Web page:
Brad Ferguson relishing opportunity to continue training for Don and Rosie Eash from new base at Hoosier Park

Brad Ferguson relishing opportunity to continue training for Don and Rosie Eash from new base at Hoosier Park

February 26, 2022

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by James Platz

Last winter, Brad Ferguson regularly shipped to Miami Valley Raceway from Don and Rosie Eash’s Greenfield, IN farm. Circumstances have changed, as Eash and his wife sold their property and moved to Gilcrest Training Center in Bell, FL. Now Ferguson is stabled at Harrah’s Hoosier Park, managing a string of five racehorses and a 3-year-old in training for Eash Racing Stable. The 36-year-old is relishing the opportunity before him.

“It’s a lot of work. It really is. But I’m not afraid to work, so that’s okay,” Ferguson said recently. “I’m just glad that Don has given me the opportunity and has enough trust in me to run the operation. We’re doing well and the horses are doing well. It’s a lot some days, trying to get everything done and get them shipped over and race, but it seems to be paying off.”

Ferguson was first introduced to racing at the age of 18 when family friends invited him to come and work with a few horses. He began cleaning stalls, and that early experience led to a job grooming five horses for trainer Roger Cullipher. Ferguson has worked for several Indiana-based stables, but caught on with Eash Racing Stable six or seven years ago.

“I really enjoy working for Don and Rosie. Don has given me plenty of opportunities to grow in this business. He gives me opportunities to drive and train a lot and be around a lot of horses and learn quite a bit,” he said.

Case in point is the arrangement this winter. With Eash and his wife transitioning to their new home at Gilcrest, and with Hoosier Park offering winter training for the first time, Ferguson remained in the Hoosier State to continue racing. Eash enters the horses while Ferguson schedules the training and racing from his home base at Hoosier Park.

“He left me with five racehorses and a 3-year-old filly that I’m getting ready. They took the rest of the 3-year-olds and babies to Gilcrest to focus on getting them ready,” said Ferguson. “It’s just a little different operation this year.”

So far, the arrangement has worked well. Pacing mare Rose Run Vision has proven the standout for the stable, winning four of six seasonal starts. In back-to-back weeks the Time To Roll—A And Gs Finest 5-year-old has captured the $30,000 filly and mare open at Miami Valley. She wired the field to win by a length-and-a-half on Feb. 15, tripping the timer in 1:53.1. In her most recent start (Feb. 22), Rose Run Vision and Trevor Smith scored by a length in 1:51.1 after receiving every call.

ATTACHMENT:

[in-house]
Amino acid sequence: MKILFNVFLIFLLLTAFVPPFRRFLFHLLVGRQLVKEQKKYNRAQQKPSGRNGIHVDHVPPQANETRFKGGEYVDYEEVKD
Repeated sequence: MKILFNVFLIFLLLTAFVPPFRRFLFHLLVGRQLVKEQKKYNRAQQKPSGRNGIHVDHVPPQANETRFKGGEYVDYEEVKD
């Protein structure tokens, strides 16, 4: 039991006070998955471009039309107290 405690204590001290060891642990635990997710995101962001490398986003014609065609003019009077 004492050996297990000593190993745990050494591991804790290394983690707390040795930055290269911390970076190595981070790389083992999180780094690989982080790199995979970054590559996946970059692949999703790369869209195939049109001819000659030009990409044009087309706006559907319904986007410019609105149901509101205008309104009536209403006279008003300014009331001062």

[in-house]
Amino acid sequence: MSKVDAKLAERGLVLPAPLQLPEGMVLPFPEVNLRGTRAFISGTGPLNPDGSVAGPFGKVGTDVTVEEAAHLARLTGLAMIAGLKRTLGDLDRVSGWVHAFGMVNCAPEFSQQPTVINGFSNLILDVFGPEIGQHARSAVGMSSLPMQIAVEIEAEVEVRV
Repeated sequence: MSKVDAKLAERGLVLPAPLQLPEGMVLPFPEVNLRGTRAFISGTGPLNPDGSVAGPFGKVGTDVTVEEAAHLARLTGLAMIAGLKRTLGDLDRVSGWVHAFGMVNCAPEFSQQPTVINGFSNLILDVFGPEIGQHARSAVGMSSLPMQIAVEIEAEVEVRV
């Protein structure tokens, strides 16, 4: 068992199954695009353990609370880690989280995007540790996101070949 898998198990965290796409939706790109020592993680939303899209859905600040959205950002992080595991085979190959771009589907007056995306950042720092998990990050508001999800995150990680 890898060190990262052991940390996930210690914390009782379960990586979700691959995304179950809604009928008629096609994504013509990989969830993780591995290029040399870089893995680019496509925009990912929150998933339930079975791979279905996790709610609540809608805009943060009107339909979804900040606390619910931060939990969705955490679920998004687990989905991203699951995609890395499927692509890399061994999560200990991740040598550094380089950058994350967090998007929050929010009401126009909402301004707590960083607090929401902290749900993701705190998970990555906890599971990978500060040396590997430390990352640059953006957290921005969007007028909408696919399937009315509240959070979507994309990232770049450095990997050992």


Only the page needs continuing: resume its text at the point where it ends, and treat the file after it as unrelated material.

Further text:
“She’s a pleasure to be around. She really likes her job, you know. Just a nice mare. She does everything you ask her to do. She’s gotten really sharp here this winter,” the conditioner said.

Rose Run Vision began her career on the Indiana fair circuit as a freshman. Four of her five wins that season came at the fairs. At 3, the filly captured seven of 22 attempts, and as a 4-year-old she blossomed. Starting 35 times in Indiana and Ohio, the pacer collected seven wins and hit the board 22 times in total. Bred by Rose Run Farm, she took a mark of 1:50 and banked $128,720 in 2021. This year, she has amassed $65,000 in six trips behind the starting gate, and her career earnings are now $254,792.

“Over time it seems like she’s really come into herself and developed to be a nice mare. I think it took her a little time to grow and figure it all out,” Ferguson said. “She takes care of herself really well. When you jog her and train her, she never picks up the lines. She just does everything with ease.”

Rose Run Vision is on an impressive streak, but she is not Ferguson’s favorite in the barn. That honor goes to trotter ER Kim. The Encore Encore mare is a homebred that turned 6 in January. In four seasonal starts, ER Kim has picked up a win and two runner-up performances in the Buckeye State.

“I’ve had her since she was a yearling. She was kind of tough. She was tough to get along with, but she’s developed into a very, very nice trotting mare,” Ferguson explained. “I get to drive her every week. Don lets me drive her. I’ve always been the one to train her and groom her. I’ve always been around her, and she’s just grown on me.”

Ferguson steered ER Kim to two of her six victories last season, and he was again in the bike Jan. 12 when she collected her 15th career trip to the winner’s circle. The mare is closing in on $200,000 in career earnings.

“Once I went to work for Don, he gave me the opportunity to drive and I get to sit behind a lot of different horses and get a feel for it,” the horseman added.

Someday Ferguson would like to operate a stable of his own. Today, however, he is content to work for Don and Rosie Eash and make the most of the opportunities he is given.

“They’re just great people to work for. Easy to get along with. They trust you and let you do your job,” he said. “Don gives you opportunities to grow. I’ve just grown into this business; it’s something I’ve come to love.”

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